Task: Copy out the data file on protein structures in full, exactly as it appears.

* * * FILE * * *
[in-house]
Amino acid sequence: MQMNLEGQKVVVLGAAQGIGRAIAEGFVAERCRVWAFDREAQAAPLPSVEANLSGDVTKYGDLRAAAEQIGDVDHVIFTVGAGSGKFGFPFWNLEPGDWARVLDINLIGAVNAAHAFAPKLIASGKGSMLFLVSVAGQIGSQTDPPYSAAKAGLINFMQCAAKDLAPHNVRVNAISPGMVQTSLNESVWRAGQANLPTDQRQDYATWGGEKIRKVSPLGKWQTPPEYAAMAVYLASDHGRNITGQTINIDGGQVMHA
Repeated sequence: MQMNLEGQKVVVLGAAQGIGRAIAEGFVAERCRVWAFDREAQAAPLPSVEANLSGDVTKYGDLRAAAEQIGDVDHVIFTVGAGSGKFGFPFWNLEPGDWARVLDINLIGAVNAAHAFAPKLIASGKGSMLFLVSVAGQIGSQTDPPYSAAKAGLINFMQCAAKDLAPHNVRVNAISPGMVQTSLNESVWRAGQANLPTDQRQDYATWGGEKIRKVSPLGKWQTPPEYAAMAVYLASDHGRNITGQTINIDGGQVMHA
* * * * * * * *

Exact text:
[in-house]
Amino acid sequence: MQMNLEGQKVVVLGAAQGIGRAIAEGFVAERCRVWAFDREAQAAPLPSVEANLSGDVTKYGDLRAAAEQIGDVDHVIFTVGAGSGKFGFPFWNLEPGDWARVLDINLIGAVNAAHAFAPKLIASGKGSMLFLVSVAGQIGSQTDPPYSAAKAGLINFMQCAAKDLAPHNVRVNAISPGMVQTSLNESVWRAGQANLPTDQRQDYATWGGEKIRKVSPLGKWQTPPEYAAMAVYLASDHGRNITGQTINIDGGQVMHA
Repeated sequence: MQMNLEGQKVVVLGAAQGIGRAIAEGFVAERCRVWAFDREAQAAPLPSVEANLSGDVTKYGDLRAAAEQIGDVDHVIFTVGAGSGKFGFPFWNLEPGDWARVLDINLIGAVNAAHAFAPKLIASGKGSMLFLVSVAGQIGSQTDPPYSAAKAGLINFMQCAAKDLAPHNVRVNAISPGMVQTSLNESVWRAGQANLPTDQRQDYATWGGEKIRKVSPLGKWQTPPEYAAMAVYLASDHGRNITGQTINIDGGQVMHA